How to encourage good behaviour in your puppy

by Kris Rollo

man holding a small white dog

So you’ve just got your first puppy, and you’re totally in love. Or perhaps the new puppy is an addition to an already growing dog family?

One of the most important things is to make sure the new addition to the family learns how to be well-behaved. Encouraging good behaviour in your puppy should start from an early age and it requires patience, consistency, positive reinforcement, and effective training techniques.

Here are some steps to help you encourage good behaviour in your puppy from the get-go.


Consistent training

We’re putting this one first, as consistency is often overlooked. It’s important that you are able to establish consistent rules and routines for your dog. Puppies thrive on routine, so having a consistent schedule for feeding, bathroom breaks, playtime, and training helps them understand what's expected of them.


Socialise your puppy

Once your puppy has had their necessary vaccines, try to expose your puppy to different environments, people, and other dogs. It’s wise to also take your puppy out and about to experience different situations from an early age. This helps them become well-adjusted and less likely to exhibit fearful or aggressive behaviour. Take a look at our blog on dog friendly meet ups in your area.


Teach them new tricks

Teach your puppy basic commands like "sit," "stay," "come," and "leave it." For example, why not practice leaving a treat on the floor, just in front of your puppy. Tell them to leave it until you give the command to take the treat. These commands not only make your puppy easier to manage but also provide mental stimulation.


Positive reinforcement

Who doesn’t like to be told or better, rewarded, when they’ve done something well? Reward your puppy's good behaviour and grasp of commands with treats, praise, and affection. Positive reinforcement helps your puppy associate good behaviour with positive outcomes, making them more likely to repeat those behaviours in the future.


Ignore unwanted behaviour

Sometimes, ignoring unwanted behaviour can be more effective than scolding. Puppies might engage in certain behaviours to get attention, and if you withhold that attention, they may stop the behaviour.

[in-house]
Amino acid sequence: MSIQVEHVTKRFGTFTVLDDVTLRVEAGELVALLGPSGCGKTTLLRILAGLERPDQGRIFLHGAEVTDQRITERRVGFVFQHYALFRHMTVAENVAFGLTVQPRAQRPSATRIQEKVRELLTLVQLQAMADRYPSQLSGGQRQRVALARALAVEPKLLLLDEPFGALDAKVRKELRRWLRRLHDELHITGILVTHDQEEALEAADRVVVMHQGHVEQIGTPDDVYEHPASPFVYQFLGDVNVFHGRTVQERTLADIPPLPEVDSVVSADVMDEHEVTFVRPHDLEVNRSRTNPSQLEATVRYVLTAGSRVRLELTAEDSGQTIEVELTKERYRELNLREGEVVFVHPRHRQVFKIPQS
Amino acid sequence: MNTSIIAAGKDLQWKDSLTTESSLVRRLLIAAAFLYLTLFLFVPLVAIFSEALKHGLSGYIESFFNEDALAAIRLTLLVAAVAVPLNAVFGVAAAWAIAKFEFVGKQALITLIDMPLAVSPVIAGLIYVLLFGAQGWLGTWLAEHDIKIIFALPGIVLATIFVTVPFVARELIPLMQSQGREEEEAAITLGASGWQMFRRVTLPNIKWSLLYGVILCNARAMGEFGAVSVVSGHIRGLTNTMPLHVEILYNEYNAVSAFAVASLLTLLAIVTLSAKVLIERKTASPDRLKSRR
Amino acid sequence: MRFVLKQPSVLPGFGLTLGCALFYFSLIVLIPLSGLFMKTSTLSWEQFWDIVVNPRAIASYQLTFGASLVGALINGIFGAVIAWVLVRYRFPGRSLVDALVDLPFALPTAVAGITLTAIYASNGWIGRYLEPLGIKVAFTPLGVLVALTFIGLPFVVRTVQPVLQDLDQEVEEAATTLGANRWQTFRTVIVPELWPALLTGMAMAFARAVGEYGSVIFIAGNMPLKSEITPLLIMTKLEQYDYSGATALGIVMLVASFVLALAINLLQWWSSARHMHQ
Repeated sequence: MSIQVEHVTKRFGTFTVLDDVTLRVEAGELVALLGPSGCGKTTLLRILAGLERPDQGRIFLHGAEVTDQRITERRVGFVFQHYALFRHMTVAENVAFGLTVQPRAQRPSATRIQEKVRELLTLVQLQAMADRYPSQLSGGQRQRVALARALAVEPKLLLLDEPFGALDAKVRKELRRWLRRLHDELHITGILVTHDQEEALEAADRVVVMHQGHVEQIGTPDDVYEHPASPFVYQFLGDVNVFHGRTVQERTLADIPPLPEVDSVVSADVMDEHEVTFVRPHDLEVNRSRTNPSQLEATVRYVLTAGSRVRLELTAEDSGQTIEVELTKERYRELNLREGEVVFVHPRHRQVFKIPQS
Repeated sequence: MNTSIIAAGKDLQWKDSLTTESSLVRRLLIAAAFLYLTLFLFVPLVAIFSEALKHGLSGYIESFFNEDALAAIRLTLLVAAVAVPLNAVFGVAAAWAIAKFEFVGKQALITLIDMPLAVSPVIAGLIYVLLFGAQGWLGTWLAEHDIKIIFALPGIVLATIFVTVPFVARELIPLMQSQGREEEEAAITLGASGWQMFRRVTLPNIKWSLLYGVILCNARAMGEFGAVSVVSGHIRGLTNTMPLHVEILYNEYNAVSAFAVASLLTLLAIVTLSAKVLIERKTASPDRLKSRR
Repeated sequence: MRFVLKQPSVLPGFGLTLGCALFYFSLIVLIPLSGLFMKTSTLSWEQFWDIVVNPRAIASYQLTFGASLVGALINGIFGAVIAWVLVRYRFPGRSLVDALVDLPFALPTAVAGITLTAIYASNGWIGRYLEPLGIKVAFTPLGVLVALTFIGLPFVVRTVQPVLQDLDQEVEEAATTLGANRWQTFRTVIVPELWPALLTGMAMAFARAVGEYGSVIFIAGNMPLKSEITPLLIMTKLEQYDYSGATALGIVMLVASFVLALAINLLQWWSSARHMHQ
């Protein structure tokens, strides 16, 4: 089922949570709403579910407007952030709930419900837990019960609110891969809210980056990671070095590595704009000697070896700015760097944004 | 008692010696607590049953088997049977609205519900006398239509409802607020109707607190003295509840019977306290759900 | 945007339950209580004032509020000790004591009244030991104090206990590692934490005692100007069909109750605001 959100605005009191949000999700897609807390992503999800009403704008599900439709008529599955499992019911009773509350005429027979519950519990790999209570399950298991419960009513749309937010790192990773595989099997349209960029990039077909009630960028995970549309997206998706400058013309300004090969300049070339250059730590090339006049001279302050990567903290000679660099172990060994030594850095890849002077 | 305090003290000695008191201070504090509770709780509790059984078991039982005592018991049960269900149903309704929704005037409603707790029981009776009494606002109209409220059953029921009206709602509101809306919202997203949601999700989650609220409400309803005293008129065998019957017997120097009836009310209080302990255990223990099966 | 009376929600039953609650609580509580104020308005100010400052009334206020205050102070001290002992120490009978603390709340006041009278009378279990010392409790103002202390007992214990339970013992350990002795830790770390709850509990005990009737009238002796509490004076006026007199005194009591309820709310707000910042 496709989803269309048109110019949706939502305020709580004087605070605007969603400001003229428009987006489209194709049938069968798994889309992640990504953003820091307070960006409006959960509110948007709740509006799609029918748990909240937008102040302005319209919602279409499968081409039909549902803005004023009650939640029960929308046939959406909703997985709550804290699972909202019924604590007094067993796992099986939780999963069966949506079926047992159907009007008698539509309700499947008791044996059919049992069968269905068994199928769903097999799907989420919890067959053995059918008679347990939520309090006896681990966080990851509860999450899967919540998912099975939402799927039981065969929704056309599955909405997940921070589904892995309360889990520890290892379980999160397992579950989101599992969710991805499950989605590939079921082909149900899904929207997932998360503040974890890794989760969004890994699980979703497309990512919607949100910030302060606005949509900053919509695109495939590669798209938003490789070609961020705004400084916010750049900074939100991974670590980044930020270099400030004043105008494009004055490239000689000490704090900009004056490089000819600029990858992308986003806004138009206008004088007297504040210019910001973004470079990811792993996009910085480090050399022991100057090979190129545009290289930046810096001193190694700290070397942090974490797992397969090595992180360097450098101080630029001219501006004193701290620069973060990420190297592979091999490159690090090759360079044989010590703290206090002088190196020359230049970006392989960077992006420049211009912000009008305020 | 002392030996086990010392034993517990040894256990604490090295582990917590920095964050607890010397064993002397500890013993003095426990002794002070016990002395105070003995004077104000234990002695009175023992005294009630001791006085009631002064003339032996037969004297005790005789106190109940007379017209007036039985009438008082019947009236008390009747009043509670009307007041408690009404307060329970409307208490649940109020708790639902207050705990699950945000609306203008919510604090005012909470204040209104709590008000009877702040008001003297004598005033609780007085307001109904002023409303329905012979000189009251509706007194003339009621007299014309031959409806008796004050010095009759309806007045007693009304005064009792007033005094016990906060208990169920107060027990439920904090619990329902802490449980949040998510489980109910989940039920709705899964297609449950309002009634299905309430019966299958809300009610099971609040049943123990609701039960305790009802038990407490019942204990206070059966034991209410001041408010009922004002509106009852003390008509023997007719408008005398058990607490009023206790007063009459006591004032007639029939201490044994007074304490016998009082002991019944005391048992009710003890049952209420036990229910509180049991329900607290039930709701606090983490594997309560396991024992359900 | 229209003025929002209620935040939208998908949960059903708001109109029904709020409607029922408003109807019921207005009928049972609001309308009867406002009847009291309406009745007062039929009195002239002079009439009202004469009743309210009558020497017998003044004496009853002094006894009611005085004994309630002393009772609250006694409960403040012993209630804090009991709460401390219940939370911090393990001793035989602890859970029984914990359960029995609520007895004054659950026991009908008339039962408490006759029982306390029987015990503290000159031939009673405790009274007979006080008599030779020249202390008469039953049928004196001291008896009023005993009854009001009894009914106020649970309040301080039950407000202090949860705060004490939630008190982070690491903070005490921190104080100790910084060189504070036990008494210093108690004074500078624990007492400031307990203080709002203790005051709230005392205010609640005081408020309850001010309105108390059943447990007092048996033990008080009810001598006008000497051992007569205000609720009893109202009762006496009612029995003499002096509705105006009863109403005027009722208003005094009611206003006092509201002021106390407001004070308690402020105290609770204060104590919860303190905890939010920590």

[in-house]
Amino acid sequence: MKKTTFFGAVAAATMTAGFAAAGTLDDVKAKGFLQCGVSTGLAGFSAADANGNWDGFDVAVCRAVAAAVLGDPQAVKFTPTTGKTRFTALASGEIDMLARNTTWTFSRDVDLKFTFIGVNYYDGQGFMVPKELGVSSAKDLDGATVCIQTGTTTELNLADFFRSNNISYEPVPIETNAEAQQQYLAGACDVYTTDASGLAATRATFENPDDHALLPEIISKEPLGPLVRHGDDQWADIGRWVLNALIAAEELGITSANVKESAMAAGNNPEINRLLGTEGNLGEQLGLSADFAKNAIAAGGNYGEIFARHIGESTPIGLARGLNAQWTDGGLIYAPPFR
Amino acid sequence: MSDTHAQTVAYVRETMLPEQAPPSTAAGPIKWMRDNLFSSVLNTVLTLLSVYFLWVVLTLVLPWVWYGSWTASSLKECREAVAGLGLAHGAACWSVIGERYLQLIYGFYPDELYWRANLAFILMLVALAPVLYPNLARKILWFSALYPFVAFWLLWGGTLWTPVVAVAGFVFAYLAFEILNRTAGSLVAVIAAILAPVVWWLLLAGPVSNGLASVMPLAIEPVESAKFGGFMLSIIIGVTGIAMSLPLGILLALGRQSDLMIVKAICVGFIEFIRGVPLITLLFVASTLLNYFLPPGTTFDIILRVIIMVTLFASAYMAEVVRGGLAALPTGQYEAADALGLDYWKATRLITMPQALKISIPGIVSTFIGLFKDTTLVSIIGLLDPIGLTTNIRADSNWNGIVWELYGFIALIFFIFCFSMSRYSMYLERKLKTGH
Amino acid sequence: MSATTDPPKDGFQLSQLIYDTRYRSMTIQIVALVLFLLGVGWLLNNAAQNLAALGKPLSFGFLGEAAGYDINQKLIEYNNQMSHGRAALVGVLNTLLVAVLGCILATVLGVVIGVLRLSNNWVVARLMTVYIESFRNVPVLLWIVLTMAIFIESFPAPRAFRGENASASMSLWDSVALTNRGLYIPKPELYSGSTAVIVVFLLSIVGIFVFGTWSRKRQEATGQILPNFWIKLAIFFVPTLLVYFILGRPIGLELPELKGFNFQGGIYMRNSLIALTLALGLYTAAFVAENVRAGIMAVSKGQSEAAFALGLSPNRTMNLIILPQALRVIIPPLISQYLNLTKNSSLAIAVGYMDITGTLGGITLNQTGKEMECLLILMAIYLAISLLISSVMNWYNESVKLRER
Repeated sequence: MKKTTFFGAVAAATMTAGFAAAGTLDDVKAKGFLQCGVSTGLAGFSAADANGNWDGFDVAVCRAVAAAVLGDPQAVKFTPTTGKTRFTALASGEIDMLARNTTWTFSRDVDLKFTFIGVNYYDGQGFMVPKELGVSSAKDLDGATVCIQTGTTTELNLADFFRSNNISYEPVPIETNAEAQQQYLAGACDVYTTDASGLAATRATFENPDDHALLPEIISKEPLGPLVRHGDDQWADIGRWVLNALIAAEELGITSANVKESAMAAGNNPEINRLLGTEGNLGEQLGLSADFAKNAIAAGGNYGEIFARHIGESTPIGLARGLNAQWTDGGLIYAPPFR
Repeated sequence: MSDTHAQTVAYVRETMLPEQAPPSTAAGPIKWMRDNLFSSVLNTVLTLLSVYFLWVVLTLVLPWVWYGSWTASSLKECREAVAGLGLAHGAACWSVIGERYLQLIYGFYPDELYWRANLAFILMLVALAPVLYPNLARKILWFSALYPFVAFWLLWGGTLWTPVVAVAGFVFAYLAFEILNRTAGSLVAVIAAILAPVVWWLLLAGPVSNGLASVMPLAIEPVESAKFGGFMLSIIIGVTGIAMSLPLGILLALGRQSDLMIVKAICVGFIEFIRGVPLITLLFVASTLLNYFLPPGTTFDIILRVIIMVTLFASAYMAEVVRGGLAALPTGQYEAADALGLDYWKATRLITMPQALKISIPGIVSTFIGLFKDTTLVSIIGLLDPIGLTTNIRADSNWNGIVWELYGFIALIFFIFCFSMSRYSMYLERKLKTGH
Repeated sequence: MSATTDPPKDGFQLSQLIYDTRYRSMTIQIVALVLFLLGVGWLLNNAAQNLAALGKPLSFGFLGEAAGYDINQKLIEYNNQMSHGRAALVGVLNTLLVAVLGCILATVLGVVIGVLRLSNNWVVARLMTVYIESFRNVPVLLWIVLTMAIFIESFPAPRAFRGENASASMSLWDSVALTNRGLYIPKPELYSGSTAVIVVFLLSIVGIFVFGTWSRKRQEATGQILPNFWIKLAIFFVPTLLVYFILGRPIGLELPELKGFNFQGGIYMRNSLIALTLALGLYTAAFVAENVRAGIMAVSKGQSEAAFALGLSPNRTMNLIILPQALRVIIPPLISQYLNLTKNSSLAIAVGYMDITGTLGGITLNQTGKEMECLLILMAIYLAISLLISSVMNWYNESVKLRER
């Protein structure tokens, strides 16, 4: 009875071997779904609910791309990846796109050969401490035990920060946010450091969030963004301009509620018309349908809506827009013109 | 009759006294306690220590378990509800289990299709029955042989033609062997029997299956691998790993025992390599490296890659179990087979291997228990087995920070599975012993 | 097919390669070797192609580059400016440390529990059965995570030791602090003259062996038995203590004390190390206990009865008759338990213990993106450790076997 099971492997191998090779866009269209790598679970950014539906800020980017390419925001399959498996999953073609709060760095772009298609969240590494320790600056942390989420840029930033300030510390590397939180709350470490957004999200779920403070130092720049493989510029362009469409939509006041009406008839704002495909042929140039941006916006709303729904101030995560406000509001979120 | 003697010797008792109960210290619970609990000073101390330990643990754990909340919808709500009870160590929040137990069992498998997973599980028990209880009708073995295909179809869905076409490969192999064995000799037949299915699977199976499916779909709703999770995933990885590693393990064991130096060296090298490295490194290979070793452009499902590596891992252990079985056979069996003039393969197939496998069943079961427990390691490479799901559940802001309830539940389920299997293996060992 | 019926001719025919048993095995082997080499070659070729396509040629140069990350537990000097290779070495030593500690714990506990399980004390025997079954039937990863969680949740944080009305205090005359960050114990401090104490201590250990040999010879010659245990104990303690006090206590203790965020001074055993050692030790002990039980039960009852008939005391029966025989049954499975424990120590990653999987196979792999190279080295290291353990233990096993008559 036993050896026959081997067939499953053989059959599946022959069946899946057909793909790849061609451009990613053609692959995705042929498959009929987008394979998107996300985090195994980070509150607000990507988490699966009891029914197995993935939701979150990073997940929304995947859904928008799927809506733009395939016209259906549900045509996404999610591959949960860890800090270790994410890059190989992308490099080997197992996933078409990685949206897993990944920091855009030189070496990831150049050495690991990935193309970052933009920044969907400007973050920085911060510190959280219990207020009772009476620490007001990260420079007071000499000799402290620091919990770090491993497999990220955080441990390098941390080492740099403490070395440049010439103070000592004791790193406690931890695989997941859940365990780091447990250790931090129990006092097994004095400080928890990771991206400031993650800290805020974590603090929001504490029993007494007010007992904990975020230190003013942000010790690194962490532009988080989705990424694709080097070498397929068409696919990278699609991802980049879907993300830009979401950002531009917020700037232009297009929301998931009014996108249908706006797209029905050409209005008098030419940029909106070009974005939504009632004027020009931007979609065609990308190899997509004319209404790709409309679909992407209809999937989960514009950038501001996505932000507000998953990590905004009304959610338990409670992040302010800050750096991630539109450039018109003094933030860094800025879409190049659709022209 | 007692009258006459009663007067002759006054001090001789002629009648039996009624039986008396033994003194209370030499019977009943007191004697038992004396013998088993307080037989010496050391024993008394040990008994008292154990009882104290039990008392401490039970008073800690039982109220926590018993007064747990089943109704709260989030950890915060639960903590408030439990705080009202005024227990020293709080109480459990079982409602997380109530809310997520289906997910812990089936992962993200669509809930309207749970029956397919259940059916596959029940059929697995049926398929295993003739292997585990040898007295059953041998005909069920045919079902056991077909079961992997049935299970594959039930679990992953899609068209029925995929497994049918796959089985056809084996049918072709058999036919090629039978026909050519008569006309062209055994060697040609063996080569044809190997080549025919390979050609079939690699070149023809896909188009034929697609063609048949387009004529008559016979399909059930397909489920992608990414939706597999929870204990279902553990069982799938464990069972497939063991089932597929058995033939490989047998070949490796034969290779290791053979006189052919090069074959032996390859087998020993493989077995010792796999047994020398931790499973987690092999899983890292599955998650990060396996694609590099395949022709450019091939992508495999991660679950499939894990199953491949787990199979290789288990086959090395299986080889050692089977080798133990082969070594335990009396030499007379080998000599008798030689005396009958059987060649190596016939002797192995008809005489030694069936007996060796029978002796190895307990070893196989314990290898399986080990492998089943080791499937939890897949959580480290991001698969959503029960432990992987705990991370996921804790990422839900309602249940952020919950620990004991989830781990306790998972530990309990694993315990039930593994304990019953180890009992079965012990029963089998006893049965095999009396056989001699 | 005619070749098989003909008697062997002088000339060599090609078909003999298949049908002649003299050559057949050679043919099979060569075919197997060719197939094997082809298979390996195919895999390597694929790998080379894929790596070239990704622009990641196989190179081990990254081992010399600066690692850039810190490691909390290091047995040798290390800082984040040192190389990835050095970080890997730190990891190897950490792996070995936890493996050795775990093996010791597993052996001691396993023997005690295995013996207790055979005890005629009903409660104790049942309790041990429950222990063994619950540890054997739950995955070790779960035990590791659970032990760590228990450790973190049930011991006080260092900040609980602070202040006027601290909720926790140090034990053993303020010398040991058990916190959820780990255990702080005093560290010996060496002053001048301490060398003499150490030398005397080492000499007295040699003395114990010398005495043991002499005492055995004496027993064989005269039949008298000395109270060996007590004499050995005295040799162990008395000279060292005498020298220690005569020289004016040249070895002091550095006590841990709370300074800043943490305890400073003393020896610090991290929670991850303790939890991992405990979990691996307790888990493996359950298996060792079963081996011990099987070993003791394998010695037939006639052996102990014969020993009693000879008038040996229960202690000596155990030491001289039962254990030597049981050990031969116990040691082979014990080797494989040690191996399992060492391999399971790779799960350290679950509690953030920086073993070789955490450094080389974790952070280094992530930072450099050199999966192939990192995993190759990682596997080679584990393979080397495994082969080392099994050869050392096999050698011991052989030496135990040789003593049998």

Some dogs develop habits and behaviours such as wanting to go in the garden every five minutes. If this happens, try to increase the period of time between letting your dog out, and get used to ignoring demands.


Redirect their attention

If your puppy is engaging in undesirable behaviour, redirect their attention to a more appropriate activity. For example, if they're chewing on furniture, give them a chew toy instead.


Crate training

Crate training can help with potty training and providing a safe space for your puppy. Make the crate a positive place by associating it with treats, toys, and calmness.


Potty training

Take your puppy outside frequently, especially after meals, playtime, and waking up. Try to give them rewards in the form of treats when they first start going outside. Remember to be patient during accidents indoors and avoid scolding as this has negative effects. 


Exercise regularly

Puppies have a lot of energy, and regular exercise and playtime are important for their physical and mental well-being. A tired puppy is less likely to engage in destructive behaviour and also is more likely to want to eat their food.


Patience is key

Remember that puppies are learning, and it takes time for them to understand what you want from them. Avoid punishments or yelling, as these can lead to fear or anxiety.


Be social

Puppies are social animals, so spending quality time with them is essential. Bonding through play, petting, and gentle handling will strengthen your relationship. This is especially important if you have other puppies, or older dogs, and that you socialise with each in turn.


Get used to grooming

The local dog groomers is a great place to take your puppy once they’ve had their vaccinations. It’s a good idea to get them started early as possible when it comes to the basics, like brushing, teeth cleaning, and toenail clipping. Starting early and making that positive association will help your puppy relax in future.


Professionals can help

If you're struggling with specific behaviour issues or training challenges, consider seeking help from a professional dog trainer or behaviourist. They can provide personalized guidance based on your puppy's needs.

At Doggy Styling, we’ve got a specialised puppy introduction package to help your puppy get used to their first grooming experience. While it’s normal you’re your puppy might feel anxious, dogs are natural energy readers. Our groomers are trained to communicate through positive, confident energy.


Remember that consistency is key when it comes to training and encouraging good behaviour in your puppy. With time, patience, and positive reinforcement, you can help your puppy become a well-mannered and happy companion.


If you’d like to book your first, or your next, appointment with Doggy Styling visit us today at our Cobham dog grooming salon, our Weybridge dog grooming salon, or our Surbiton dog grooming salon.


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